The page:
Taking on Talladega

NASCAR Camping World Truck Series playoff racing returns after extended break


Katie Linkner

This weekend, NASCAR Camping World Truck Series drivers return to racing at Talladega Superspeedway after an almost month long break. The Fr8Auctions 250 will be a elimination race challenging playoff contenders championship hopes.

Caylee Cicero, Features Editor

After a month-long break, the NASCAR Camping World Truck Series drivers return to the track this Saturday for a playoff elimination race at Talladega Superspeedway. Following the extended time off, drivers are thrown back into action at one of the most challenging and unpredictable races of the season.

I think you just have to stay calm until the last few laps of the race and put yourself in position to go out there and win, and we’ve done a good job with that here with the 24 crew.”

— driver of the No. 24 Justin Haley

“You just have to miss the wrecks,” NASCAR Camping World Truck Series driver and current playoff points leader Justin Haley said.  “I’ve had pretty good luck at that so far. Obviously starting up front is a key to having a good day and putting yourself in front of the mishaps and all the wrecks definitely helps…I think you just have to stay calm until the last few laps of the race and put yourself in position to go out there and win, and we’ve done a good job with that here with the 24 crew.”

The only drivers safe from the chaos of the elimination race are Haley and Grant Enfinger. Both Haley and Enfinger captured wins in Round 1 of the playoffs and have locked themselves into Round 2. Haley also brags a runner-up finish at Daytona, the only other restrictor plate race on the schedule. Enfinger is the only driver currently in the playoffs to have a top five finish in last season’s race, giving both the top drivers statistical advantages going into race weekend.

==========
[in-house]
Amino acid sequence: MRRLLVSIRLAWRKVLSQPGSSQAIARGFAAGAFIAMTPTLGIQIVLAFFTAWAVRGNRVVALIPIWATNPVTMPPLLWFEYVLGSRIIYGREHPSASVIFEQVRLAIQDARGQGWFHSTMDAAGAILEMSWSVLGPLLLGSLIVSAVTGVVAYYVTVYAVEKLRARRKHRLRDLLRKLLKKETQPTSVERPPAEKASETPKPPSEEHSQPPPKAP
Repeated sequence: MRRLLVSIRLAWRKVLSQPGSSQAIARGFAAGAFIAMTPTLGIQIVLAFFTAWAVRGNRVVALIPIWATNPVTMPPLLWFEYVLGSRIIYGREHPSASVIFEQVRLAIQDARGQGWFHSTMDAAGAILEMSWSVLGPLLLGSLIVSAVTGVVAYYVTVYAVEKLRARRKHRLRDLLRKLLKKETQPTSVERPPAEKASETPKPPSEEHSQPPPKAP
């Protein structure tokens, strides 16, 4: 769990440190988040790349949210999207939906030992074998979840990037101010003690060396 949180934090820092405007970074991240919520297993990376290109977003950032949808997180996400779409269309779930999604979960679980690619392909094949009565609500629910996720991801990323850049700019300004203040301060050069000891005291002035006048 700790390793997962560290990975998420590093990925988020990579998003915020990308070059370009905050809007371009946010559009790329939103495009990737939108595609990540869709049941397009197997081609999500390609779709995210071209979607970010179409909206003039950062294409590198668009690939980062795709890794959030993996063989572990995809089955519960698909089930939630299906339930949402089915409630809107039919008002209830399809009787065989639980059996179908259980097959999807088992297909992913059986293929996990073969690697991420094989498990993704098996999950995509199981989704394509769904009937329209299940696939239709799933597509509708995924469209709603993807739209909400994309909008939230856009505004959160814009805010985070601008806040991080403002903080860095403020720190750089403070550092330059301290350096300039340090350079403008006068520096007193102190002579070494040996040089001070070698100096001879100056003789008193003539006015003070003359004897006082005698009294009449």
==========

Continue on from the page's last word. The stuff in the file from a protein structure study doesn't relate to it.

“It’s definitely going to be a lot less stressful for us,” Haley said. “When you have stress off of you, and you really can just focus on doing your job, I think that’s when we run the best.”

Forty points above the cutoff Johnny Sauter, last year’s truck series champion, currently sits third in playoff standings. Sauter holds a win at Daytona from earlier this season displaying his talent at restrictor plate tracks. With a top 10 finish at Canadian Tire Motorsports Park and a runner-up finish at Las Vegas, Sauter can continue his promising playoff run if he avoids getting into trouble early at Talladega.

Making up the current top five standings, Toyota drivers Noah Gragson and Brett Moffitt both hold a seemingly comfortable margin over the cutoff, but this could quickly change if either driver is swept up in one of the many incidents expected to occur at such a challenging track.

Matt Crafton holds the final playoff position and sits on the bubble with only seven points in the positive. Crafton can’t afford any mistakes or to be caught up in the mistakes of others if he wants to advance to the next round.

Out of the top six to advance are Ben Rhodes and Stewart Friesen. Rhodes is only seven points in the negative while Friesen is just ten points out. Although Rhodes and Friesen aren’t starting the race with the best odds of advancement neither driver is in the must-win situation. One or both drivers could likely advance if one or more of the playoff contenders are involved in a wreck. For this to happen Friesen and Rhodes have to be able to stay clear of the carnage themselves, a challenge in itself.

Looking back to this year’s only other restrictor plate race, the season opener at Daytona, four of the eight playoff drivers scored top 10 finishes. This included the win which went to Sauter, Haley’s runner-up finish, a top five for Rhodes and a sixth-place finish by Enfinger. Three of the four other playoff drivers were involved in wrecks while Crafton completed the race further back after an incident on pit road. With half of the playoff contenders having complications leading to poor finishes, Daytona foreshadows the problems many could face at Talladega.